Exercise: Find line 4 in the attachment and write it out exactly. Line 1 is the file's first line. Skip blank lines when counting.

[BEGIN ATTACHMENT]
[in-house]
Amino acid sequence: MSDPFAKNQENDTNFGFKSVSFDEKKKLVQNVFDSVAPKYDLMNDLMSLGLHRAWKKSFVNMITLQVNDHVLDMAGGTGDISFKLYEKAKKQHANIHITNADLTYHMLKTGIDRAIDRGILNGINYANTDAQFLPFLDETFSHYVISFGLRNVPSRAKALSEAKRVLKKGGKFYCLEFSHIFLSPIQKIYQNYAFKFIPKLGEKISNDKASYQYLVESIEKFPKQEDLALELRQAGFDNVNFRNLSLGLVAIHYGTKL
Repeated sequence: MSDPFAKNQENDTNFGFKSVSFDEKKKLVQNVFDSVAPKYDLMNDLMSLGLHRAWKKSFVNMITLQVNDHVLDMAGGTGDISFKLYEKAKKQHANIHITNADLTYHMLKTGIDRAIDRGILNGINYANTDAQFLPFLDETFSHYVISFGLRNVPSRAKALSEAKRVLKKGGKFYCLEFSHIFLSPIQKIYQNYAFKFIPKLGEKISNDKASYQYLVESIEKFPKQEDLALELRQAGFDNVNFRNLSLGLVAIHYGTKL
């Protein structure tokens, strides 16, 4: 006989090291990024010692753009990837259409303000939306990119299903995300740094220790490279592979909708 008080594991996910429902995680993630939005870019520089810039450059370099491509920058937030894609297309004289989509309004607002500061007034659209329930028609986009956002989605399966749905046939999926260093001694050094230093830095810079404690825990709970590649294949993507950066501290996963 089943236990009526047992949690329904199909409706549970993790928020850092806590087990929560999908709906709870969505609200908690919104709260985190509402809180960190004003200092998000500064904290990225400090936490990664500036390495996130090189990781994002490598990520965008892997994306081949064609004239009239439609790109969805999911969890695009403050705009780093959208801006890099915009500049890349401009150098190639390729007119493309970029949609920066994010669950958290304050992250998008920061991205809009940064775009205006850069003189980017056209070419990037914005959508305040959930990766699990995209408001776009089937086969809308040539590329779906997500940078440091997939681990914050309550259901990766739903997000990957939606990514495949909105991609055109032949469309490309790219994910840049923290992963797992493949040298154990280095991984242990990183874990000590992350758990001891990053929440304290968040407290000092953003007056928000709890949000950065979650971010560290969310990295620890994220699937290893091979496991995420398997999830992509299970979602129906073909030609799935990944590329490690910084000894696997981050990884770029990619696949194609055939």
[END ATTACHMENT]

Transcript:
């Protein structure tokens, strides 16, 4: 006989090291990024010692753009990837259409303000939306990119299903995300740094220790490279592979909708 008080594991996910429902995680993630939005870019520089810039450059370099491509920058937030894609297309004289989509309004607002500061007034659209329930028609986009956002989605399966749905046939999926260093001694050094230093830095810079404690825990709970590649294949993507950066501290996963 089943236990009526047992949690329904199909409706549970993790928020850092806590087990929560999908709906709870969505609200908690919104709260985190509402809180960190004003200092998000500064904290990225400090936490990664500036390495996130090189990781994002490598990520965008892997994306081949064609004239009239439609790109969805999911969890695009403050705009780093959208801006890099915009500049890349401009150098190639390729007119493309970029949609920066994010669950958290304050992250998008920061991205809009940064775009205006850069003189980017056209070419990037914005959508305040959930990766699990995209408001776009089937086969809308040539590329779906997500940078440091997939681990914050309550259901990766739903997000990957939606990514495949909105991609055109032949469309490309790219994910840049923290992963797992493949040298154990280095991984242990990183874990000590992350758990001891990053929440304290968040407290000092953003007056928000709890949000950065979650971010560290969310990295620890994220699937290893091979496991995420398997999830992509299970979602129906073909030609799935990944590329490690910084000894696997981050990884770029990619696949194609055939």